Friday, February 11, 2011

(Avoiding) Consensus

I work with a lot of teams and a lot of different types of teams. One of those teams is what I call the "consensus driven team". This is a team with laudable goals: they want the entire team to feel ownership and to buy-in to what is being done. (Joining hands and singing of Kumbaya is optional.)

It sounds awesome. After all, someone who understands what the team is building and feels personally invested in that product is going to take care to work cleanly, is going to help out fellow team members, and is going to frankly work really hard toward the goal, which he completely understands.

But beware.

These teams can easily go to an extreme, and then production simply stops. The team goes completely adrift, and spends a whole lot of time talking and considering without actually doing anything. Why?

Because consensus doesn't scale.

Now, consensus can be a wonderful thing for all the reasons I outlined above, but it has to be used judiciously. Not all decisions can be made by consensus, and the more people involved in the process, the longer it will take to get consensus. Getting two people to agree on something (where to go for lunch, for example), is a lot faster than getting ten people to agree on that same thing.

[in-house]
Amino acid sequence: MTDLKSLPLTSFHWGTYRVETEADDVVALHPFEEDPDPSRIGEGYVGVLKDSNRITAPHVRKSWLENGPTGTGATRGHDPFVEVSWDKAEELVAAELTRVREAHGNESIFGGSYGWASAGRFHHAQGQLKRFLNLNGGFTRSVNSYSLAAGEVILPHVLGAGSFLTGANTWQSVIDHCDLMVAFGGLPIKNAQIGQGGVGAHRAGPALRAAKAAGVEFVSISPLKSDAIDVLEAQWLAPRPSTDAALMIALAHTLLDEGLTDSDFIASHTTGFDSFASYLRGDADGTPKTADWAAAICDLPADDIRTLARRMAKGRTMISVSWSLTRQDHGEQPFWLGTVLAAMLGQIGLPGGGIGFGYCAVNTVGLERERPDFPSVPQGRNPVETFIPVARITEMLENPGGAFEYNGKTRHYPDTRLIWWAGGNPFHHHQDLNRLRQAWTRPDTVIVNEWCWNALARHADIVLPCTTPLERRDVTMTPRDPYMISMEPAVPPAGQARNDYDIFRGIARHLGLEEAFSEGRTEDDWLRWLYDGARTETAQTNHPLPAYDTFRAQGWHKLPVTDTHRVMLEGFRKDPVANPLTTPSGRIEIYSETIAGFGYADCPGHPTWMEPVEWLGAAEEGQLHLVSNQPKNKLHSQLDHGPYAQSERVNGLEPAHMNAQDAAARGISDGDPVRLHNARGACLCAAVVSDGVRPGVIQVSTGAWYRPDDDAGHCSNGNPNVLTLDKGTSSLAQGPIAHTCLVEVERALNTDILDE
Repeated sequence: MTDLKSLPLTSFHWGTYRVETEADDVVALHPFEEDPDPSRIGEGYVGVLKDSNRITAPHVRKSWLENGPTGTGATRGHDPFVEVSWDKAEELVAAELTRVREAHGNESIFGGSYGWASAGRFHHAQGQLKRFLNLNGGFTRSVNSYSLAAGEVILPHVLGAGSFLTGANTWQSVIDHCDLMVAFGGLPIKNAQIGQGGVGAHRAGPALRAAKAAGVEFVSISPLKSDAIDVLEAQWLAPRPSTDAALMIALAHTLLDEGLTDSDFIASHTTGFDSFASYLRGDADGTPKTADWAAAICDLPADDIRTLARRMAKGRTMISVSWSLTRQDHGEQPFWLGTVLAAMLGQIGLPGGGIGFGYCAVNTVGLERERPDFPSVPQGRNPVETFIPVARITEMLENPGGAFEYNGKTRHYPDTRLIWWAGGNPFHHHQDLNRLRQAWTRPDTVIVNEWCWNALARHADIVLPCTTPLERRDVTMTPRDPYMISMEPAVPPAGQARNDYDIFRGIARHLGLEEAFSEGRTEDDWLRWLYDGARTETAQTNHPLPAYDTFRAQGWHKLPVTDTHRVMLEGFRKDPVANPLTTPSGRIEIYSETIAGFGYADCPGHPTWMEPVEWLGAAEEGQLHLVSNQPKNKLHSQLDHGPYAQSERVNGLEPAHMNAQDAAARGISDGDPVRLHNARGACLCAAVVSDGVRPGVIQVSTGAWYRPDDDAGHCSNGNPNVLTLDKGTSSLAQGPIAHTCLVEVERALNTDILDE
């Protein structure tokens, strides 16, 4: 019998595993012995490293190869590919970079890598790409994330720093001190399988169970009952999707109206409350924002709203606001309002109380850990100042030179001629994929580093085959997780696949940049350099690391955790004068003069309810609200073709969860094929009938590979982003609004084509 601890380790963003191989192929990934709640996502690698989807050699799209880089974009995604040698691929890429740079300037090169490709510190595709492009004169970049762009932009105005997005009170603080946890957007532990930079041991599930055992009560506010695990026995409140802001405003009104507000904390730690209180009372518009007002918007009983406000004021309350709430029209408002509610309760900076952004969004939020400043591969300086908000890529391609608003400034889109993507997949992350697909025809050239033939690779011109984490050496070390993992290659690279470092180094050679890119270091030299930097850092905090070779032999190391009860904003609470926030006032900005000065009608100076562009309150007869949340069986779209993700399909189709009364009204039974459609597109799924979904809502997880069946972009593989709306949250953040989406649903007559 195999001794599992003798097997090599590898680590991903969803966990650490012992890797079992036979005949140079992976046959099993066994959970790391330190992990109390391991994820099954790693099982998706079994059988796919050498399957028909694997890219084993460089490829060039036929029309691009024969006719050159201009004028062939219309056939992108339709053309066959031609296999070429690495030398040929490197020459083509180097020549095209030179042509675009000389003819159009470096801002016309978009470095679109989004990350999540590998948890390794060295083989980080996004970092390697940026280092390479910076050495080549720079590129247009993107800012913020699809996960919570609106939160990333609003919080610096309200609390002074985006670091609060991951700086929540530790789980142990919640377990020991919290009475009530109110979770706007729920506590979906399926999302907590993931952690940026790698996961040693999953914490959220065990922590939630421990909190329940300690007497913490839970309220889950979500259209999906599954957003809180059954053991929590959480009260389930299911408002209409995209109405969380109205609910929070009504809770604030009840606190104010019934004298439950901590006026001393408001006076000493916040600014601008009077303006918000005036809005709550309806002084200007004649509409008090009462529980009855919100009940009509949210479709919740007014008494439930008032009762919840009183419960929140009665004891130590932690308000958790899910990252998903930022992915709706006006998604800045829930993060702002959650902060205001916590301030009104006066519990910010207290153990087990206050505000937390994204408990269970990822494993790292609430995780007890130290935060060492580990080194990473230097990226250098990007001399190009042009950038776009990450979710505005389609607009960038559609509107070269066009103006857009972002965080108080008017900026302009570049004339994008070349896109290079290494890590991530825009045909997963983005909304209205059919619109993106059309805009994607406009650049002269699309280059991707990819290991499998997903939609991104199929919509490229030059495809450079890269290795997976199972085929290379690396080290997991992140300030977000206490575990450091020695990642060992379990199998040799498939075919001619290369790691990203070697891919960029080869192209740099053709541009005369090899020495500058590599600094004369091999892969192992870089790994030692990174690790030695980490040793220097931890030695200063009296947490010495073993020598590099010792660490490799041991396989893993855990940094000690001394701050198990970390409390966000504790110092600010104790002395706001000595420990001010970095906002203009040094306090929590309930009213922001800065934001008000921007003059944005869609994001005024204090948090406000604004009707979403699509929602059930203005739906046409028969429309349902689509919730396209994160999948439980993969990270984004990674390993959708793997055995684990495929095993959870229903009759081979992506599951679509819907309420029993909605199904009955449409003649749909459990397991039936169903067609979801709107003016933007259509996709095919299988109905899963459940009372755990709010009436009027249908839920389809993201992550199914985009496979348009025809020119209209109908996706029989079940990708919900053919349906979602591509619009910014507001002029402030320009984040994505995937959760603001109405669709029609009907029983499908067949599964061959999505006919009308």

Please, use consensus making as much as possible when it's appropriate. But don't try to use it for everything; you'll never actually make any progress.

Consensus is a great technique if:
  • the team is small (under about 5 people)
  • the decision is important to the whole team (a major architecture decision, for example)
  • the decision has ramifications across several areas of expertise and could use input from different viewpoints
Avoid using consensus to make decisions if:
  • the team is large (anything over about 8 and consensus is exponentially harder)
  • the decision is small (what to name a variable, for example)
  • the decision is urgent (consensus almost always takes longer)
  • the decision doesn't matter to other team members (what IDE you use)
  • the decision is subject to group think
Consensus sounds great. But like ice cream, consensus isn't the answer to everything. Sometimes we need to eschew consensus and just make a decision already.


  1. Are you familiar with Ricardo Semler and his books "Maverick" "The Seven Day Weekend". Consensus can be done, but sadly it is very alien to most US corporate cultures.

  2. "consensus doesn't scale"

    I like that! I intend to use that phrase whenever the opportunity arises. Thanks!

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